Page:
Registration numbers by region and area code

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Phone numbers with the standard code 01452, associated with Gloucester, appear in the following registers:

  • 48,984 in the Telephone Preference Service (TPS)
  • 7,272 in the Corporate Telephone Preference Service (CTPS)
  • There are 18,897,114 numbers registered on TPS, and 2,292,433 numbers registered on CTPS (figures correct as of 21/1/2019).

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    Gloucester is a city and district in Gloucestershire, in the South West of England, of which it is the county town. Gloucester lies close to the Welsh border, on the River Severn, between the Cotswolds to the east and the Forest of Dean to the southwest.

    Gloucester was founded in AD 97 by the Romans under Emperor Nerva as Colonia Glevum Nervensis, and was granted its first charter in 1155 by King Henry II. Economically, the city is dominated by the service industries, and has a strong financial and business sector, and historically was prominent in the aerospace industry.

    The origins of the name Gloucester are related to Caerloyw, its name in modern Welsh. The name 'caerloyw' is composed of two parts: caer and 'loyw', a linguistic mutation of 'gloyw', meaning bright or shining. The name Gloucester thus means roughly "bright fort". There are various appellations of the city's name in history, such as Caer Glow, Gleawecastre, Gleucestre as an early British settlement is not confirmed by direct evidence. However, Gloucester was the Roman municipality of Colonia Nervia Glevensium, or Glevum, built in the reign of Nerva. Parts of the walls can be traced, and a number of remains and coins have been found, though inscriptions are scarce. In Historia Brittonum, a fabled account of the early rulers of Britain, Vortigern's grandfather, Gloiu , is given as the founder of Gloucester. Part of the foundations of Roman Gloucester can be seen today in Eastgate Street , while Roman tombstones and a range of other Roman artefacts can be seen in Gloucester City Museum.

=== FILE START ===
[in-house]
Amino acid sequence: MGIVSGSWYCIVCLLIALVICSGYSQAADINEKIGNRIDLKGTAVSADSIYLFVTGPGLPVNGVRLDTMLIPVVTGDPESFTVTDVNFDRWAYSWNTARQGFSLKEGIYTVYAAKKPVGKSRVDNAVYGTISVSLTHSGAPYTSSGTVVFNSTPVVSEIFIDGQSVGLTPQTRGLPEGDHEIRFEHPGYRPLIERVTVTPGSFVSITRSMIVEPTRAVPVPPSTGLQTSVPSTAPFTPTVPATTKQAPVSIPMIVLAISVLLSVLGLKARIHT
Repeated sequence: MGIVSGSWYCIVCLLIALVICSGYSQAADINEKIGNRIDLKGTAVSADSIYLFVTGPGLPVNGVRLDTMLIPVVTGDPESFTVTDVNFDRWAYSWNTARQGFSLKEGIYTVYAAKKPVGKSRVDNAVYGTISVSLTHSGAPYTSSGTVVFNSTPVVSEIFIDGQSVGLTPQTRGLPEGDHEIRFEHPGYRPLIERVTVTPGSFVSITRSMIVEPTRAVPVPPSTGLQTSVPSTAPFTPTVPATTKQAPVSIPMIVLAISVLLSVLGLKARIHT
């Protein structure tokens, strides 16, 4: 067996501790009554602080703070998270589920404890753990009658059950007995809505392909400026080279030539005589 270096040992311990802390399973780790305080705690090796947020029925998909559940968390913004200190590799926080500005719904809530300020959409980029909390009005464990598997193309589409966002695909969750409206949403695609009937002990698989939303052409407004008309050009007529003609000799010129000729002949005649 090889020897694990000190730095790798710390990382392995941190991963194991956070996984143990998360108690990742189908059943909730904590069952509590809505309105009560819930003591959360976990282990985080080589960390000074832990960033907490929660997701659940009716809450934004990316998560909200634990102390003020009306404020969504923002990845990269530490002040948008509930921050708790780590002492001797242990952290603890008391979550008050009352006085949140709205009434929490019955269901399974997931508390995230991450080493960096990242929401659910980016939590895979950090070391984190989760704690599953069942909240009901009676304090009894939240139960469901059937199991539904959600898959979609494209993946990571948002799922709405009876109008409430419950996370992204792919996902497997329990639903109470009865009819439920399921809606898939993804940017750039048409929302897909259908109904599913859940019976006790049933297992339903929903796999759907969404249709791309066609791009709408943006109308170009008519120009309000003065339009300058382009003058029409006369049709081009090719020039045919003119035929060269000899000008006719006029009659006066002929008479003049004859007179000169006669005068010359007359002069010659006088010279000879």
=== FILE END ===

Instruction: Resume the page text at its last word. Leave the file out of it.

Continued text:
After the withdrawal on the Roman Empire in the late 4th Century the town returned to the control of Celtic Dubonni tribe.[citation needed] By the Anglo-Saxon Chronicle, Gloucester is shown as part of Wessex from the Battle of Deorham in 577 until 584, when it came under the control of Mercia. The name Gloucester derives from the Anglo-Saxon for fort preceded by Celtic name, which derived from the Roman stem Glev- .Claudia Castra is mentioned in the 18th Century as possible Latin name related to the city.

    Gloucester was captured by the Saxons in 577. Its situation on a navigable river, and the foundation in 681 of the abbey of St Peter by Æthelred, favoured the growth of the town; and before the Norman Conquest of England, Gloucester was a borough governed by a portreeve, with a castle which was frequently a royal residence, and a mint. In the early 10th century the remains of Saint Oswald were brought to a small church in Gloucester, bringing many pilgrims to the town. The core street layout is thought to date back to the reign of Ethelfleda in late Saxon times.

    Source: Wikipedia